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LuckyGuy's avatar

How do you allow a piece of stinky cheese to warm up to room temperature without someone calling the EPA and HAZMAT?

Asked by LuckyGuy (40610points) October 22nd, 2020

I was recently given a piece of wrapped cheese. The previous owner and his family found the odor it made in their refrigerator so offensive – even bagged in a sealed sandwich bag, they were unwilling to try it. Know that I’ll try, and enjoy, almost anything, they gave it to me.
Like fine Brie the directions suggest taking it out of the refrigerator 30 minutes before serving to allow the flavors to fully develop.
How do you do that without offending everyone else in the area? Is there such a thing as a stinky cheese warming device?

I ate some of it early this morning before anyone was awake. It was delicious on toast with a flavor and texture similar to limburger.

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12 Answers

janbb's avatar


ragingloli's avatar

Just wrap it in cling film.

chyna's avatar

Put it in the microwave. It’s air tight. Not to cook it, but to let it breathe.
I do have to wonder what it does to your breath.

canidmajor's avatar

Omigod, I love love love super stinky cheese! This is the real reason I live alone, so I can enjoy the stinkiest of stinker cheeses!

LuckyGuy's avatar

To be clear, I do wrap the piece I plan to eat in some form of food wrap. (Glad Press n’ seal.) The odor still manages to escape.

I have not found cheese to be a breath buster, like onions or garlic. It just tastes surprisingly good. There is no residual effect.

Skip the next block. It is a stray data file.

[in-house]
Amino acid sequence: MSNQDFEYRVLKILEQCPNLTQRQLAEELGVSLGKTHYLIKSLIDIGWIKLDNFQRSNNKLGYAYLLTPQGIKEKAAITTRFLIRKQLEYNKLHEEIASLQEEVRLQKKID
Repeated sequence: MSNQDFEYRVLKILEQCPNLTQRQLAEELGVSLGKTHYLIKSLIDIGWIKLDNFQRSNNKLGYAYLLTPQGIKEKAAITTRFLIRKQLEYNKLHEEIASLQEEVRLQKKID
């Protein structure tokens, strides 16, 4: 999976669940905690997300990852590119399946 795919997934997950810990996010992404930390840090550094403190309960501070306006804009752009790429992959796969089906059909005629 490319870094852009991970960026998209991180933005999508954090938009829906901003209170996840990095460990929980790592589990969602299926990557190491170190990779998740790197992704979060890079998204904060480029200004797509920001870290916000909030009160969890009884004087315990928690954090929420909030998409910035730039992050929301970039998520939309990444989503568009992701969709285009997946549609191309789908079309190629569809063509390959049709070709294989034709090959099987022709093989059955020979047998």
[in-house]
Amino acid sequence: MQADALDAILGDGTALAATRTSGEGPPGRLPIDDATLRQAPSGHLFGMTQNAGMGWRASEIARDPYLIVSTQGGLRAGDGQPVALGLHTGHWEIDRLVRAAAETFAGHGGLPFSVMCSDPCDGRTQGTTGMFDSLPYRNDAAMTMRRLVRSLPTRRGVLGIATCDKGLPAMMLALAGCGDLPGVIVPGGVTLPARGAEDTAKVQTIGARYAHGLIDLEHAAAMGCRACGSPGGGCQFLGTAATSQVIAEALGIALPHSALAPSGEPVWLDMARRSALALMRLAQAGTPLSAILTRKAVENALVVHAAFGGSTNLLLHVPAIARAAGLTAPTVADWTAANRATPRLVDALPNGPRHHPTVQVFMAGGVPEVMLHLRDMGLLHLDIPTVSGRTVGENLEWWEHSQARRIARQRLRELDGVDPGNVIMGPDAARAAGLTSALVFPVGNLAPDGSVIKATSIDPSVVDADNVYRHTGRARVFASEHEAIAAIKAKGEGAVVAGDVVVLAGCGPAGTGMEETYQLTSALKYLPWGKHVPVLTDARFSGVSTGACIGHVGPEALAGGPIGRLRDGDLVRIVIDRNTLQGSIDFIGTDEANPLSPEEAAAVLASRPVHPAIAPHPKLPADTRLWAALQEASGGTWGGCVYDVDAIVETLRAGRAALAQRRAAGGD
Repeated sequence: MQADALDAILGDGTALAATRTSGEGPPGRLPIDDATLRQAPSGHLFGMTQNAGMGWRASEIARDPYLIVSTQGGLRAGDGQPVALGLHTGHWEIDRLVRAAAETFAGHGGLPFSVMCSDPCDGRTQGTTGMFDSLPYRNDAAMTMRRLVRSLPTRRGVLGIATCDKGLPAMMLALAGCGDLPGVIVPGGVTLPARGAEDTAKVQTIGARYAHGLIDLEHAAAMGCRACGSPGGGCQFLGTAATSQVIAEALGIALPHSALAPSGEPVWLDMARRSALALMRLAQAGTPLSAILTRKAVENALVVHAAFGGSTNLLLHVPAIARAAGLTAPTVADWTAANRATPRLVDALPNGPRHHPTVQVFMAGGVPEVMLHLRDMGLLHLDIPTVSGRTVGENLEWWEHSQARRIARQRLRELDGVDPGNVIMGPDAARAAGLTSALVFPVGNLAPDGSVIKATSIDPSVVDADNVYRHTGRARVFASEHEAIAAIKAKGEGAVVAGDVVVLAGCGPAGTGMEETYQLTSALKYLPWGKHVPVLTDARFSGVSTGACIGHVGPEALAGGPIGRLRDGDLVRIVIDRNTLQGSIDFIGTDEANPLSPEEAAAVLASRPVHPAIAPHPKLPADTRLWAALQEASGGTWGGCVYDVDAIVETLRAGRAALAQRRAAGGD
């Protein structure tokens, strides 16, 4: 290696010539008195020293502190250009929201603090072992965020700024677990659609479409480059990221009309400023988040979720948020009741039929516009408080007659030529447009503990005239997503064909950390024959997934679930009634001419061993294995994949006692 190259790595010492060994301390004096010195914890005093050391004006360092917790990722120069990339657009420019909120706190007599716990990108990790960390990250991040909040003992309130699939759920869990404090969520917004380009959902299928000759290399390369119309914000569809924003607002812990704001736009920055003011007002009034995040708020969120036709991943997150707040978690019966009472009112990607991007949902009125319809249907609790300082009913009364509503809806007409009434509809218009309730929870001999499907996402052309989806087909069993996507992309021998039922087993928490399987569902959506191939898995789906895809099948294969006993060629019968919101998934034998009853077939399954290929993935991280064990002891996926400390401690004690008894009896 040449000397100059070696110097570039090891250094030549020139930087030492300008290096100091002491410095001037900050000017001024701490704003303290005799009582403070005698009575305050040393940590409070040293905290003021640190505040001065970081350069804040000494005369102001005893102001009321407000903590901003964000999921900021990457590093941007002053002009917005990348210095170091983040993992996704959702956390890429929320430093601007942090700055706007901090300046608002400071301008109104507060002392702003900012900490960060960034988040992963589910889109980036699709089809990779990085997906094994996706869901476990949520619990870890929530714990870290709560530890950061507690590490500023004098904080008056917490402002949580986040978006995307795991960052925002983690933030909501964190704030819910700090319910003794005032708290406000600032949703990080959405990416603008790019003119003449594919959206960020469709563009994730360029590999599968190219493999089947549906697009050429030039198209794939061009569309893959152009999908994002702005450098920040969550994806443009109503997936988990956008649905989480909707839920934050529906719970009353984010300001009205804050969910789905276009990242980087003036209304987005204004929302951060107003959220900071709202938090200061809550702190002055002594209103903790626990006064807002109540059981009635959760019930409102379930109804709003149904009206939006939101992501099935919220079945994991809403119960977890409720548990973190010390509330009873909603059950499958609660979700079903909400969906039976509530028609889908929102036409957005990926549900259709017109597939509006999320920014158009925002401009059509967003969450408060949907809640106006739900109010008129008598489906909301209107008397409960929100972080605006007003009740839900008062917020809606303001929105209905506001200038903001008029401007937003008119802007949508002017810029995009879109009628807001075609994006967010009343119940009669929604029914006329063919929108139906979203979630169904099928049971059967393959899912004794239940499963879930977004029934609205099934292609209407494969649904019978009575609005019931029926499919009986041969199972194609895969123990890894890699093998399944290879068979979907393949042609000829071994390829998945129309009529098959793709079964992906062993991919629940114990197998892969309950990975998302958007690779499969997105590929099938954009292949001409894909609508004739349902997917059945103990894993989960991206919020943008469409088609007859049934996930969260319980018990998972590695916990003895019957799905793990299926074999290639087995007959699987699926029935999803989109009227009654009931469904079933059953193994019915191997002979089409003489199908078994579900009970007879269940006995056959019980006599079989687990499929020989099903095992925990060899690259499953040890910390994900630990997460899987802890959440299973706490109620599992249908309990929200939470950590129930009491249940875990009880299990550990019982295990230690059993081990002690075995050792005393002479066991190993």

I was wondering if anyone has seen an air-tight warmer that brings something to room temperature and holds it there. That would be perfect for this application.

janbb's avatar

Why not just put it in a Tupperware or other similar container on the counter? Or wrapped in cellophane and then in a tight container?

LuckyGuy's avatar

If it is wrapped and in Tupperware it takes a long time to warm up. That requires planning.
I see an invention here. It would be a sealed container with a small heater and 2 temperature sensor. The heater would be turned on until the inside temperature was slightly warmer than room temperature , e.g. 2 deg F. The heating element would be relatively low power, like ¼ watt, so the item would not be damaged from exposure to high heat.
You’d put the item in the box, close the sealed lid, and it would be gently heated until it was slightly above ambient. Perfect for eating.

ragingloli's avatar

Or just put it in warm water.

kritiper's avatar

You stick it in the heater duct/vent.

LuckyGuy's avatar

I am having fun with this cheese. It is called, “The Greatest of Ale Times,” made in Belgium and sold at Wegmans.
Everyone else is out today so I tried warming it slightly in the microwave for 5 seconds followed by 5 seconds more after repositioning the plate. That worked very well but I’m afraid I might need a new microwave. :-)

Smashley's avatar

I just can’t resist old cheese questions.

If you’re still struggling with the cheese issue, you need a mild heat in a space with no airflow. May I suggest a jar of hot water as a heater, and put it with the cheese under an inverted mixing bowl?

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